By Maeve O’Boyle, lived expert, and Epione Trauma Trainer.
Desmond Tutu famously stated, “There comes a point where we need to stop just pulling people out of the river. We need to go upstream and find out why they’re falling in.” In relation to trauma this means understating the causes and conditions as opposed to blaming and shaming trauma survivors. I remember the very first time I heard this quote whilst watching a documentary about the Reverend Desmond Tutu and the Dalai Lama and the impact it had on me. I had to do all I could to refrain from shouting ‘yes!’ out into the living room and startle my family. The meaning was not lost on me.
There is so much to unpack in Reverend Tutu’s quote, but for me the essence of empowerment threads powerfully through trauma informed and responsive practice.
Empowerment is defined as ‘authority or power given to someone to do something or ‘the process of becoming stronger and more confident, especially in controlling one’s life and claiming one’s rights,’ but it is also the determining factor in whether a person can take control over their falling into the river or not. A self-determined choice to be respected.
I wondered as I listened to these two exceptional men discuss topics of humanity, how we might begin to encourage people to feel empowered and it became clear that there are three absolutes required in creating the foundations for empowerment.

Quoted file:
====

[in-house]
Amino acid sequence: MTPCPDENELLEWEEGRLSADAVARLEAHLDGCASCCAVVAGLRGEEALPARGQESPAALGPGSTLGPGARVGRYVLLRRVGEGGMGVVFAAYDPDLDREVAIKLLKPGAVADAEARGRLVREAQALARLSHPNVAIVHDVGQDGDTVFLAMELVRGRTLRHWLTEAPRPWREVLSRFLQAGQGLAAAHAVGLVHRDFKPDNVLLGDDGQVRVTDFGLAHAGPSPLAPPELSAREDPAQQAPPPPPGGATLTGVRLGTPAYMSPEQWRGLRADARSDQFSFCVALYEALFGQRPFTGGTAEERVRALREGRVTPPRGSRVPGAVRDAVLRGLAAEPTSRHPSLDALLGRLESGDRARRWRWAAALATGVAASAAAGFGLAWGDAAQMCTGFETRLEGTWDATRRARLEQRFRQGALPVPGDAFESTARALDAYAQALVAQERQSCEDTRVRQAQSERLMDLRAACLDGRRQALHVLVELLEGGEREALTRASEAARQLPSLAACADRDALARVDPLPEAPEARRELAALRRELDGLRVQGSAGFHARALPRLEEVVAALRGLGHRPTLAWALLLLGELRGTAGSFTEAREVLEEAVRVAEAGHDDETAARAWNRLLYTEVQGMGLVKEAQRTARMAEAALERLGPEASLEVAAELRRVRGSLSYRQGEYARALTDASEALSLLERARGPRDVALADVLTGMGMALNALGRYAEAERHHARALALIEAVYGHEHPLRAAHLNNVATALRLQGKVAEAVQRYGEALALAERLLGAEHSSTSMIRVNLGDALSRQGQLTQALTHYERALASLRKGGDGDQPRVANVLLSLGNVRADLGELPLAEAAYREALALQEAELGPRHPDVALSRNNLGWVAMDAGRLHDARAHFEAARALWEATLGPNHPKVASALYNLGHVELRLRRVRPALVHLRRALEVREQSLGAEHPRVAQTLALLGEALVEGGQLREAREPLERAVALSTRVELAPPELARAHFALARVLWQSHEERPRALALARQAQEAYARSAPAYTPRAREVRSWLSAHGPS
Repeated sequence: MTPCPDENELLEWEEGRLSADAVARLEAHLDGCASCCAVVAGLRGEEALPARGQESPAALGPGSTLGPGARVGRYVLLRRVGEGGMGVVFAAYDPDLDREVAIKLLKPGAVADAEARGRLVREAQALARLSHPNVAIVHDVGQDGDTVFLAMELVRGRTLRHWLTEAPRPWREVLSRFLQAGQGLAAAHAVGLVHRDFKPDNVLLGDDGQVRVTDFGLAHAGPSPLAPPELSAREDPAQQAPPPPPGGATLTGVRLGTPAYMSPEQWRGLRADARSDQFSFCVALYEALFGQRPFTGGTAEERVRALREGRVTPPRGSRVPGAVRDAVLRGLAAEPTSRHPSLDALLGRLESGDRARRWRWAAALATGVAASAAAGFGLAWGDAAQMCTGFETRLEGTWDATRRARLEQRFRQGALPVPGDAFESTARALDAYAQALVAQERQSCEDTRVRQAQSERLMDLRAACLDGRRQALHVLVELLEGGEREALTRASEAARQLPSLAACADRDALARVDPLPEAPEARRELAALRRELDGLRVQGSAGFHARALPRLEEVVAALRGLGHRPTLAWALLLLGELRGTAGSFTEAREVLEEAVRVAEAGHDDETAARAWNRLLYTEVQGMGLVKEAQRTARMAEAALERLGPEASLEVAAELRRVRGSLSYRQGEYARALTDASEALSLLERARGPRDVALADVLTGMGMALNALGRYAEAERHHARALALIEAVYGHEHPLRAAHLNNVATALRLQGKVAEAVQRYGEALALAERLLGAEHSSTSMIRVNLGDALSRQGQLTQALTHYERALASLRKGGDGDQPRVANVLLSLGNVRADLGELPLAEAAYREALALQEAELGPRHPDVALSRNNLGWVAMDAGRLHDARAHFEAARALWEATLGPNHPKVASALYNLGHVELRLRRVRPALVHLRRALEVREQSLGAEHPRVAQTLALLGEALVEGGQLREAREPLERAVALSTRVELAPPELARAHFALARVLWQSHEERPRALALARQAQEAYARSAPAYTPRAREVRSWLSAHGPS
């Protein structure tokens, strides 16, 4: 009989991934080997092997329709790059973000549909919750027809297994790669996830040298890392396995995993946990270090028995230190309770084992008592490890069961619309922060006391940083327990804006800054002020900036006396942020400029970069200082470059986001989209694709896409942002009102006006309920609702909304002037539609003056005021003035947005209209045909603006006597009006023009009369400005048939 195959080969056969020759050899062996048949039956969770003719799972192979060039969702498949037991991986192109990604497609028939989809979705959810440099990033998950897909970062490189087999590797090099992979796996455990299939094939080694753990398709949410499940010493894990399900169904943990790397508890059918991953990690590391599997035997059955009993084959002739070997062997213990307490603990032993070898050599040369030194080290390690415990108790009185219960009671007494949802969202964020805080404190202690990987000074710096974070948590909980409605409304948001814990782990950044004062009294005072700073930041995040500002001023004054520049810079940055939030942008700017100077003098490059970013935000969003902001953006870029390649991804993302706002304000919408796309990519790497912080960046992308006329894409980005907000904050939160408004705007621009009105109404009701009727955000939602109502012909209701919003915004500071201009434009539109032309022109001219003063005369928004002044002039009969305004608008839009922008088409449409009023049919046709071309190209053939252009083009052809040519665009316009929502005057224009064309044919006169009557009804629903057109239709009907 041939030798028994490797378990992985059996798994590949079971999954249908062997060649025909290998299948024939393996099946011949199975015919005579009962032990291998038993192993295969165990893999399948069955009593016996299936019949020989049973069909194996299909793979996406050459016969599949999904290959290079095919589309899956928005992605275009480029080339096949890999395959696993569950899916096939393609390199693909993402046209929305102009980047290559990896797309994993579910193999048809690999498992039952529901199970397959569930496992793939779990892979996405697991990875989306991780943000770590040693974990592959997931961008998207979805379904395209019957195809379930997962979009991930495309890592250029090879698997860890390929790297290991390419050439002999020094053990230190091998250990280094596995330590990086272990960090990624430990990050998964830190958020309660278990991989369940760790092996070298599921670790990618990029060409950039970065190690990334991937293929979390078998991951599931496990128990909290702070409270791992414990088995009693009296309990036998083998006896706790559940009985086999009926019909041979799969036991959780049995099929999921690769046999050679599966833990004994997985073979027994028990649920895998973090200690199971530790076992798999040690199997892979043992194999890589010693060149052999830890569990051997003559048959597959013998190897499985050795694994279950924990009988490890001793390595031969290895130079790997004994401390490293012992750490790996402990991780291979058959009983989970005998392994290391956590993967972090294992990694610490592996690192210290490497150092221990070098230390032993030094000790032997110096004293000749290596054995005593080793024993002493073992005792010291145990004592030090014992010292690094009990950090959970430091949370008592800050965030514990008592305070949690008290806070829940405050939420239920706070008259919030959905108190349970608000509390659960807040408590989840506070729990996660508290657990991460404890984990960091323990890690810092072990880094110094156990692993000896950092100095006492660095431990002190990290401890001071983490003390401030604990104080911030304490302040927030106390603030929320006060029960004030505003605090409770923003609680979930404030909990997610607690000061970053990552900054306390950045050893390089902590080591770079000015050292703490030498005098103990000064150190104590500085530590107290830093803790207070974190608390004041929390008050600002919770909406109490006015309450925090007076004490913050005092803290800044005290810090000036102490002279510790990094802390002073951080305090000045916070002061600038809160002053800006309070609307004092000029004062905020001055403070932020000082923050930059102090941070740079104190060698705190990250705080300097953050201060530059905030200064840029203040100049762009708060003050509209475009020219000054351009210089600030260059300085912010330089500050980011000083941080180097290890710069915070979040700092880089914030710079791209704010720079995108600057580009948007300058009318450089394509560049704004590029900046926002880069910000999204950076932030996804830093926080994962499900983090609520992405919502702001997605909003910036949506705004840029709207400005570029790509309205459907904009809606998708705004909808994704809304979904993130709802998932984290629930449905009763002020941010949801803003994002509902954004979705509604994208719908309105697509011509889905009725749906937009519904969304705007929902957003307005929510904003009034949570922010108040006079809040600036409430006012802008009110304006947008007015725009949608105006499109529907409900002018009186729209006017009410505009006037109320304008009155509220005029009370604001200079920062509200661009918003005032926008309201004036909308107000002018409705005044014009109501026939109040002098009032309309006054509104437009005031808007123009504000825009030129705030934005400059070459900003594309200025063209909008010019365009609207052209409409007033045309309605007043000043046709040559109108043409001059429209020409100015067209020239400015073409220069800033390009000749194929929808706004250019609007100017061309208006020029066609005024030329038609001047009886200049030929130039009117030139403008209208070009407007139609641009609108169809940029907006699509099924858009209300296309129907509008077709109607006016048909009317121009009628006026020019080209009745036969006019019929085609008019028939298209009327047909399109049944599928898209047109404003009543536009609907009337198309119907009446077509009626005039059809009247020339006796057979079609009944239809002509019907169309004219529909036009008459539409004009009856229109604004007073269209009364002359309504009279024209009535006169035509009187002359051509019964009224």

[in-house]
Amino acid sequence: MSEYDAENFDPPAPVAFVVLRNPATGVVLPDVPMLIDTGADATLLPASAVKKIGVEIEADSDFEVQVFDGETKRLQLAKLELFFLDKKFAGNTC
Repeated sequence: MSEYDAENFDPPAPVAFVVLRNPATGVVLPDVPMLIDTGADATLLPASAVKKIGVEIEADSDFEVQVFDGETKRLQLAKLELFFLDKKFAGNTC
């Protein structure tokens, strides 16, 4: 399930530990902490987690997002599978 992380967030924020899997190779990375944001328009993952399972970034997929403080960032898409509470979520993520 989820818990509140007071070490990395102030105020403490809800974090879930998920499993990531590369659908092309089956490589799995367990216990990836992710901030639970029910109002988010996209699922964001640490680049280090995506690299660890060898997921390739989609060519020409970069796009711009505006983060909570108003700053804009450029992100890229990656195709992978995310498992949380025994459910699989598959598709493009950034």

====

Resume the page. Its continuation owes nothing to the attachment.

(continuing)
Firstly, we must build trust. To feel brave enough to feel empowered, you must trust in the process, your peers and most importantly yourself. You must have trust in others to complete tasks and goals which allow you to set out on your journey.
Secondly, discovery and curiosity must be a simple task. If we are to feel empowered then we must feel able to learn and discover, always staying curious. The process should be simple so that we feel that we are well-educated enough and skilled to progress.
Lastly, we must remain humble. True empowerment means knowing our limitations, accepting feedback and being able to offer instructions based on limitations and feedback.
When we have experienced trauma, and are caught in fight, flight or freeze response, it can be impossible to think of feeling empowered or to move on from that response. We might look to others to guide us, to empower us for us.
Many great leaders showcase these qualities of trust, discovery, and feedback by highlighting these skills in others, complimenting first, before exhibiting them in their own behaviour, therefore empowering others, particularly those who have experienced trauma.
Feeling empowered for someone who has experienced trauma is a powered step to reaffirming life, understanding the trauma, regulating healthy emotional states and to strengthening social connections.
Empowerment should be the responsibility of all who are involved in trauma informed practice, as we seek to answer Reverend Tutu’s question, ‘Why are they falling in?’
Our enhanced trauma training course is designed to build trust, safety, and support people to create the core conditions to empower the people we serve.